Hey there, friends. Just wanted to drop you a quick line to let you know that we're taking a break from the vlog for August. This has been a grueling season for so many of us, and it's a really good, godly thing to make some space and time for being refreshed and reinvigorated. We pray that you have opportunities to be renewed in body, soul, and mind, both during this strange season in our world, and always. We'll look forward to delving back into The Tangible Kingdom and the Psalms (along with Lewis' commentary) when our break is over. God's peace to you!
Psalm 139, one of the most beautiful and life-giving from the Bible's collection of song lyrics/poetry, has a really stinging, jarring portion of curse language that can be hard to understand in context. How do we grapple with those impulses and desires to see God's curse, His righteous judgment fall on the wicked...and not see if it fall us us?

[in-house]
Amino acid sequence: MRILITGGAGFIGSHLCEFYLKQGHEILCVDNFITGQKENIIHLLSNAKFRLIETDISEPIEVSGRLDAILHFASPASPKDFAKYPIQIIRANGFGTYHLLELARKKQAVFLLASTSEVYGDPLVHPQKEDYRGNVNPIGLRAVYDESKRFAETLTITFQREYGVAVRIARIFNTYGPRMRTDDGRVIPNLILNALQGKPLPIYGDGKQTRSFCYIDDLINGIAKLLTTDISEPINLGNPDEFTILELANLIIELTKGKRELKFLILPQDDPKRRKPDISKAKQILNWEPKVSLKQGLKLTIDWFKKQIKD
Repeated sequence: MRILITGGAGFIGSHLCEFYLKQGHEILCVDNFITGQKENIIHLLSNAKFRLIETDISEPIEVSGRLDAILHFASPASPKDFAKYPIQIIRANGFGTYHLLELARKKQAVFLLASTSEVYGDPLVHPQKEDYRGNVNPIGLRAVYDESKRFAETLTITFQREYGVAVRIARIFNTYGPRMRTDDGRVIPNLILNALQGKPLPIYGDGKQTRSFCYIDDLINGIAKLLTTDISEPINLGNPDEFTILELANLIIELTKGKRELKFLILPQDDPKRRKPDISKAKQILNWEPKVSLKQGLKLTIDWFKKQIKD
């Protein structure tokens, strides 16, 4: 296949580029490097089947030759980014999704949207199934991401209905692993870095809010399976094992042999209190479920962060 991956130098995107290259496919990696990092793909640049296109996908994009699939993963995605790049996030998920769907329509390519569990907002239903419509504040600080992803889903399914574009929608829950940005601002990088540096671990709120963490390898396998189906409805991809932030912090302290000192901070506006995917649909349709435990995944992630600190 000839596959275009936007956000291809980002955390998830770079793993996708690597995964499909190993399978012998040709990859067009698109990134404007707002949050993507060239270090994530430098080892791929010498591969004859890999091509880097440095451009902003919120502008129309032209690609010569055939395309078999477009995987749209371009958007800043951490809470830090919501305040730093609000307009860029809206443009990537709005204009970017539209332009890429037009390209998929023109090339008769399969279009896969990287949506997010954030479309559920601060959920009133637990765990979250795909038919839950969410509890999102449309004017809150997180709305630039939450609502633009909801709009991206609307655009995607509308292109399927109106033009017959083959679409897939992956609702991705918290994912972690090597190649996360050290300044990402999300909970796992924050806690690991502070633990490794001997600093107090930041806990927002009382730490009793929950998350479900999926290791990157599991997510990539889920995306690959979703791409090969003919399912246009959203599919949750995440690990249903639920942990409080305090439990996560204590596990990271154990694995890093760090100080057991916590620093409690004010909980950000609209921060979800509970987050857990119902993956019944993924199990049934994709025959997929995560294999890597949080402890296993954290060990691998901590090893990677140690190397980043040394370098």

Lewis helps us read the Psalms by making the incredibly helpful distinction between a Jewish view of judgment versus a Christian view of judgment. When we feel oppressed and downtrodden with nobody to defend us, the Psalms begging for judgment and vindication can be a source of hope, not condemnation. In our conversation about The Tangible Kingdom, we talk briefly about the disconnect between our society's almost universal desire for spirituality and the modern church's inability to connect the truth and life of Jesus to that impulse...with a view to bridge that gap.
As an Oxford don and expert in English literature, C.S. Lewis is quick to point out how the parallelism found in poetry is an important feature of the book of Psalms. When we find in the parallels between God's story and life, and ours, we can be more apt to hear what God is telling us, and better prepared to help others listen, too. Our first conversation about The Tangible Kingdom touches on the difficulties of seeing incongruities between real life with God and the activities of the institutional church, and the hope that comes from reuniting them through relationships.
We wrap up our reflections on the Early Church and the book of Acts with the encouragement that God is still writing the story of His people in and through us, and that He gives us opportunities in every set of circumstances to live out the faith we profess in real life. Also, we begin our journey through Hugh Halter & Matt Smay's The Tangible Kingdom, as we seek to live on the mission of Jesus and incarnate His presence through the power of His Spirit living in us.